Discrimination and unequal treatment have been a pervasive thorn in the side of the lending industry since its inception and one of its most common and damaging forms is the illegal practice of redlining. Although specifically outlawed time and time again via a number of industry regulations and acts, redlining persists among disreputable lenders, loan officers, and brokers. On October 22nd, 2021, the Department of Justice, headed by Merrick Garland, announced the latest governmental response with the Combatting Redlining Initiative (CRI). This new initiative, led by a partnership of the DOJ’s Civil Rights division and the U.S. Attorneys’ Offices, will give the federal government enhanced powers to stifle redlining across the board.
Illegal redlining sprang from the early days of the Home Owners’ Loan Corporation, an office established by Franklin Roosevelt’s New Deal in 1934 and ostensibly created to assist in refinancing defaulting mortgages and to assist Americans with home purchases. As part of its efforts in determining levels of investment ‘security,’ the HOLC created maps of the 239 largest cities in the country and divided each city up into investment zones, utilizing local appraiser feedback. Type A neighborhoods were primarily suburban neighborhoods with new construction, considered the safest and/or most affluent areas. Type B were older but ‘still desirable’ neighborhoods, Type C were neighborhoods ‘in decline,’ and Type D neighborhoods - surrounded by a red line - were considered to be the riskiest investments. Thus, ‘redlining’ was born. These neighborhoods were almost exclusively minority-dominated areas. Although data suggests that the HOLC itself rarely, if ever, directly lent via these criteria, its community investment maps were so heavily shared once published that private lenders widely used the maps to avoid lending in the redlined areas. Contemporary research estimates that 80-95% of all minority-owned homes in the United States were included in Type D neighborhoods at the time the HOLC maps were created.
In the years since, many laws have been enacted in an effort to expose and weed out the discriminatory nature of redlining. The Fair Housing Act (FHA) of 1968 explicitly made illegal the unequal treatment of Americans while purchasing a home, while the Equal Credit Opportunity Act (ECOA) of 1974 disallowed lenders from showing bias against credit applicants on the basis of sex, gender, race, age, religion, marital status, or nation of origin. The Home Mortgage Disclosure Act of 1975 forced banks to publicize their geographic lending data, proving that discriminatory redlining was being put to use in banks and lending institutions across the country. Finally, the Community Reinvestment Act was passed in 1977 to encourage commercial banks to meet the needs of all segments of their local communities and was implicitly created to combat redlining. Even still, a 2018 study showed that black applicants are still widely denied loans or credit when compared to similar white applicants across dozens of urban markets. The CFPB have also revealed that their research shows that predominantly white neighborhoods are given the lion’s share of marketing dollars and that advertising strategies are unfairly attuned to non-minority customers.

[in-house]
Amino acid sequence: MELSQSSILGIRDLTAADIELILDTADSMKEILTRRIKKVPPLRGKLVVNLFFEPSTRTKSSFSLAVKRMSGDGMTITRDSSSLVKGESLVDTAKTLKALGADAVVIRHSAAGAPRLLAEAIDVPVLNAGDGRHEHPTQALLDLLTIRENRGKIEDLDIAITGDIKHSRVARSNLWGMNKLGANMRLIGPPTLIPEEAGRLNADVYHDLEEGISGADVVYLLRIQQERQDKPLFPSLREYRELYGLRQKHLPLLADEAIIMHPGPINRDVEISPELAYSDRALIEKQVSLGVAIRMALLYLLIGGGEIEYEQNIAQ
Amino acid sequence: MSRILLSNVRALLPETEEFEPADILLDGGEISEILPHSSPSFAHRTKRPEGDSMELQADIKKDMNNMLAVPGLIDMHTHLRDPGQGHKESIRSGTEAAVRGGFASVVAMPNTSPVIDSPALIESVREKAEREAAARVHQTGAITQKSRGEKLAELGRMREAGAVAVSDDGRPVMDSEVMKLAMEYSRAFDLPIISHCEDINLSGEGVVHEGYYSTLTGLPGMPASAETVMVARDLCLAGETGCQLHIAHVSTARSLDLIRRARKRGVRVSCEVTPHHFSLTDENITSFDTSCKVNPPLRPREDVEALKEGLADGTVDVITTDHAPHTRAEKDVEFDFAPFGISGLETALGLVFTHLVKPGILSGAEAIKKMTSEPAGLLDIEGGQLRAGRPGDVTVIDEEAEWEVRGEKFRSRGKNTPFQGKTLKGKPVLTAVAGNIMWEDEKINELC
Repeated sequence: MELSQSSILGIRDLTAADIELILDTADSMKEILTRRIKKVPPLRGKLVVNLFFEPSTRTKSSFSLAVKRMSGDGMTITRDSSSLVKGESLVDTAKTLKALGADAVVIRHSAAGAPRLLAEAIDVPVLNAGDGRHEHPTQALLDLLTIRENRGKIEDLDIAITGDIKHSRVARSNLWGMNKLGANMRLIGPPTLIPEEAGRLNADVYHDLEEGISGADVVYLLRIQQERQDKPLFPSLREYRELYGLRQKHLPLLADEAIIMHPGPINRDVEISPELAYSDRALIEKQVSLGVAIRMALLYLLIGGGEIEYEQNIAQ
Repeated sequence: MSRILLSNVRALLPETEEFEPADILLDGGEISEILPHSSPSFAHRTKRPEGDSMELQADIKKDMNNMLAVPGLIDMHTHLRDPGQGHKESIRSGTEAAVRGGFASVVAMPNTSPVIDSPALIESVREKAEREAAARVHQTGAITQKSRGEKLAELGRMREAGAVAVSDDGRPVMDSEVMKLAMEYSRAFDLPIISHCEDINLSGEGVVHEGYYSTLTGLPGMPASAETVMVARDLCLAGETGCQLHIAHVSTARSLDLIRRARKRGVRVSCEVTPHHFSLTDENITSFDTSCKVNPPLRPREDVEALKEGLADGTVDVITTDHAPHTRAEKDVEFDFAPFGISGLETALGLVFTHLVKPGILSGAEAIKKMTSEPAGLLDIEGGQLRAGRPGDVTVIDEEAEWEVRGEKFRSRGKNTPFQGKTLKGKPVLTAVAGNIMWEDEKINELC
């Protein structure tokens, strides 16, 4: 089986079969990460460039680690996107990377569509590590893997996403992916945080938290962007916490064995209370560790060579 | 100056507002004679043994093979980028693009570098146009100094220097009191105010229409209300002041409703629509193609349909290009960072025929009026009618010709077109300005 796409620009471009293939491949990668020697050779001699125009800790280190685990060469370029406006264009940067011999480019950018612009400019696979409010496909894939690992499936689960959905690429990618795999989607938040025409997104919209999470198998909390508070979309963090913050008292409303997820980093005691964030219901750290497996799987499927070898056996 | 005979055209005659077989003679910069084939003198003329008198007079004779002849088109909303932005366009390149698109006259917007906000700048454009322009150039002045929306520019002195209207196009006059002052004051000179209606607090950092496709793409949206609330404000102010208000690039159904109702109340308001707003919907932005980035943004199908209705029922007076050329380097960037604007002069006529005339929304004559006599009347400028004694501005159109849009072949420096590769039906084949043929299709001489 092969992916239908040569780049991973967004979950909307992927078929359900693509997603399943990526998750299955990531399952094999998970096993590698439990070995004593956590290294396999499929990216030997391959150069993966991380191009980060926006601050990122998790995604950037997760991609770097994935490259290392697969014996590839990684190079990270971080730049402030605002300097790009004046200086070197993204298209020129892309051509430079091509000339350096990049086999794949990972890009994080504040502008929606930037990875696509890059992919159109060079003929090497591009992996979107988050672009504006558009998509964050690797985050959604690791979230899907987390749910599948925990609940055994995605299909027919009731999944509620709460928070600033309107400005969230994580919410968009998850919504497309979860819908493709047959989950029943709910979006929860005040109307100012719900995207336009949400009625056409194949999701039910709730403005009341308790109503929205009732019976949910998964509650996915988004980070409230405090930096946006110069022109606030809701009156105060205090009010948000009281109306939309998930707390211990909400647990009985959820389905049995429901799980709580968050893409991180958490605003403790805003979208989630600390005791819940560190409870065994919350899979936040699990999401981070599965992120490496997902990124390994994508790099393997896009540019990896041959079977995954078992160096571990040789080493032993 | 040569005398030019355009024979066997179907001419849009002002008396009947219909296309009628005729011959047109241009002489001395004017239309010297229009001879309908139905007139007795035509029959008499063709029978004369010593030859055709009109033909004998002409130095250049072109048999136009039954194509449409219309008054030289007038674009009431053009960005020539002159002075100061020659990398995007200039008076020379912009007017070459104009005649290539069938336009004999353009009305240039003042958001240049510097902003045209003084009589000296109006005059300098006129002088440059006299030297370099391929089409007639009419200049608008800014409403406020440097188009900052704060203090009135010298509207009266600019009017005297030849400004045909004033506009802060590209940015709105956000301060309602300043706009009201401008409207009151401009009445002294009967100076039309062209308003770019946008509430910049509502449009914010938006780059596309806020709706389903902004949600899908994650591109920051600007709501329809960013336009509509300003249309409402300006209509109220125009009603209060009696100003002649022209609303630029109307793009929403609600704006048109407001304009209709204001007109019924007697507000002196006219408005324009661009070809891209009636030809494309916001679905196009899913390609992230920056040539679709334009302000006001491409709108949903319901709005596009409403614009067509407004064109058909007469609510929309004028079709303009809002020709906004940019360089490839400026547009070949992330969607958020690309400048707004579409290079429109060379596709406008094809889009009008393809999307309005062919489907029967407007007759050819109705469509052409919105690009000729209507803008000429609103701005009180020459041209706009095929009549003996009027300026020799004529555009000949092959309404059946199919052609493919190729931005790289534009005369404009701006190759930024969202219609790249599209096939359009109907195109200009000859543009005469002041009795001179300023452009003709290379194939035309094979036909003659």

Garland noted that the newly created CRI will build upon the already-established laws on the books meant to abolish redlining in several different ways. First, the CRI will press into service U.S. Attorneys’ Offices nationwide as “force multipliers” to confirm that fair lending regulations are enforced and verified by local housing market experts and that the credit needs of minority neighborhoods are protected. Garland promised that non-depository lender behavior would be monitored and analyzed more closely than ever before, as they currently lend far more in today’s housing market than ‘traditional’ banks. The CRI will also allow the DOJ to work more closely with State Attorneys General and financial regulators such as the CFPB to discover and resolve fair lending violations across the country. While announcing the creation of the CRI, the Attorney General clearly set forward the DOJ’s goal to eliminate redlining in America completely.
“When people are denied credit simply because of their race or national origin, their ability to share in our nation’s prosperity is all but eliminated,” Garland said. “Today, we are committing ourselves to addressing modern-day redlining by making far more robust use of our fair lending authorities. We will spare no resource to ensure that federal fair lending laws are vigorously enforced and that financial institutions provide equal opportunity for every American to obtain credit.”
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